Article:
But does that necessitate the creation of a professional degree in literature? And will that professional degree also prepare to teach literature at the university level? More practically, would departments looking to hire assistant professors want to hire someone with a four-year professional degree in literature? I’m betting no on that last question, and I can’t say I’d blame them. I certainly wouldn’t feel qualified to teach graduate students after just four years, and would still have a lot to learn about teaching undergraduates, as well. And we can worry about time to degree all we want, but those lucky folks who get tenure track jobs tend to have spent longer in graduate school. Some of that is because it’s often necessary to go on the job market two or three times. It also takes time not only to write a dissertation, but to publish and develop a solid teaching portfolio. If departments continue to maintain the same requirements for hiring, then I don’t see how anyone with a four-year PhD would be able to fill them. Would I want a professional degree that gave me a shot at a wide and somewhat poorly-defined field of careers but left me unqualified to even try my luck on the academic job market? Not in the slightest.
I’m also unconvinced by the argument that we need to ditch the dissertation. Berman notes that the scholarly monograph is increasingly useless, and he’s right. But why do we have to see the dissertation as a manuscript for a book? Practically speaking, because you need a book for tenure. But if you didn’t need a book for tenure–if you could get tenure on the strength of articles, or other projects–then we might be able to think about the dissertation in different terms. There is a great deal of value in conceiving of an executing a project of the scale of a dissertation. It takes entirely different skills than the seminar paper, which is generally written in a panic-induced frenzy and quickly forgotten about. Just as we must give graduate students the opportunity to teach if we want to train them as teachers, we must also give them the opportunity to write if we want to train them as writers. And the writing skills one acquires in writing a dissertation are far from incidental. Revision, for instance, which is something I never had time for when writing seminar papers. Conceiving of an argument large enough to need multiple chapters, and showing how those pieces are connected. Breaking an enormous project into multiple pieces, and addressing those pieces at a manageable, sustainable pace. Those are important skills.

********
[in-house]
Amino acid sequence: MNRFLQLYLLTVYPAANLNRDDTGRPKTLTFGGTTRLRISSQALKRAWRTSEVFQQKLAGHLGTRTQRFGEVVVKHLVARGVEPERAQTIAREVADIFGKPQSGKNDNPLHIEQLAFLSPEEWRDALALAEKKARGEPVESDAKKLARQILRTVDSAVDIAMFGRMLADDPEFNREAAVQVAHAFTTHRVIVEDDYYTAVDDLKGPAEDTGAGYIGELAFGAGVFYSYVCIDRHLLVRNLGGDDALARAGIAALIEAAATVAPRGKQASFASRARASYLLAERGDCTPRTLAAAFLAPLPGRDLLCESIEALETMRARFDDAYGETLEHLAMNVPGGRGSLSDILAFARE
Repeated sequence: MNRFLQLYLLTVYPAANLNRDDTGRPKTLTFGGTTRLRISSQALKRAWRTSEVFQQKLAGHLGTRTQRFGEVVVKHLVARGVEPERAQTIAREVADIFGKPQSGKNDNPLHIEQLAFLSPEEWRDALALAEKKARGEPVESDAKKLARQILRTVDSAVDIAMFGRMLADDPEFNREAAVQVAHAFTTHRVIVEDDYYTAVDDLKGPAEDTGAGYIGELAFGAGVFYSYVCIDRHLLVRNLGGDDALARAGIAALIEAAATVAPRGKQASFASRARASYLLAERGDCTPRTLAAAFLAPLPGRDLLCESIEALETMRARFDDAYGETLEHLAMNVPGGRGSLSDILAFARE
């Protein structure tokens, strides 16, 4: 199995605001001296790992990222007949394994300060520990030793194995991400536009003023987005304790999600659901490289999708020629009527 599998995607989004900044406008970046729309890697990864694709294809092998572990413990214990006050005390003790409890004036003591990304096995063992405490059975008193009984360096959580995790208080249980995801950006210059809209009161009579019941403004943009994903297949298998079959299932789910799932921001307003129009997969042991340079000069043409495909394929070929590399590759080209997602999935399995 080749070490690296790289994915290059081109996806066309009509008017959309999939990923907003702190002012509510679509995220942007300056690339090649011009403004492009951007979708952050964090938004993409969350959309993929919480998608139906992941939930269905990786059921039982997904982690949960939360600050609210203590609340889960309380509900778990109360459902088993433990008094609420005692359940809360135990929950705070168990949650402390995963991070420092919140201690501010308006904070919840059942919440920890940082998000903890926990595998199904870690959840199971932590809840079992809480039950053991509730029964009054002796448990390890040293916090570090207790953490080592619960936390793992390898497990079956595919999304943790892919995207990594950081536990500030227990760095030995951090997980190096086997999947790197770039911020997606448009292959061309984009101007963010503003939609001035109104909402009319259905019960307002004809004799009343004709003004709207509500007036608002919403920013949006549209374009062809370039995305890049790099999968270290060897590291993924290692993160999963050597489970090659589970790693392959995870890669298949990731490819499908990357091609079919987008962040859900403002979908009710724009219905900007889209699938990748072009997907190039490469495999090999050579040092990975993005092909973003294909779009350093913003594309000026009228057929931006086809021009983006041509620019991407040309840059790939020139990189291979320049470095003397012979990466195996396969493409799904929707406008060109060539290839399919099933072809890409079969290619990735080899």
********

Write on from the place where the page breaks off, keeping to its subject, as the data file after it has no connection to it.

Finally, it strikes me as disingenuous at best to address the state of graduate training without also addressing the state of the job market and how that might be changed. More to the point, without addressing the inexcusable exploitation of adjunct labor in the humanities. If I were inclined to take a conspiratorial view of things, I might see this proposed four year professional degree as exactly the sort of thing that qualifies people to be adjuncts but unfits them to be professors. Sure, it’s aimed at getting people jobs outside of the academy, but the need for adjunct labor won’t dry up on its own, meaning that people will continue to take these jobs, particularly if they went to graduate school, as many of us do, with the explicit goal of teaching. Rather than seeing the MLA take this unfeasible stand on graduate education, I would like to see it offer some solutions to the problem of adjunct exploitation. Let’s deal with that before we muck around with a deeply-entrenched educational system. Right now, the job options if you want to teach undergraduates are the unattainable tenure track position and the soul-sucking prospect of multiple adjunct jobs. There are a precious few options in between, and there should be many more. It should be possible to teach undergraduates to read and write, work that desperately needs to be done, without committing to the research and publishing work of a tenured professor, while still being paid a reasonable wage and provided with benefits. Why is that a pipe dream? And why is that not a better systemic issue to tackle than time to degree?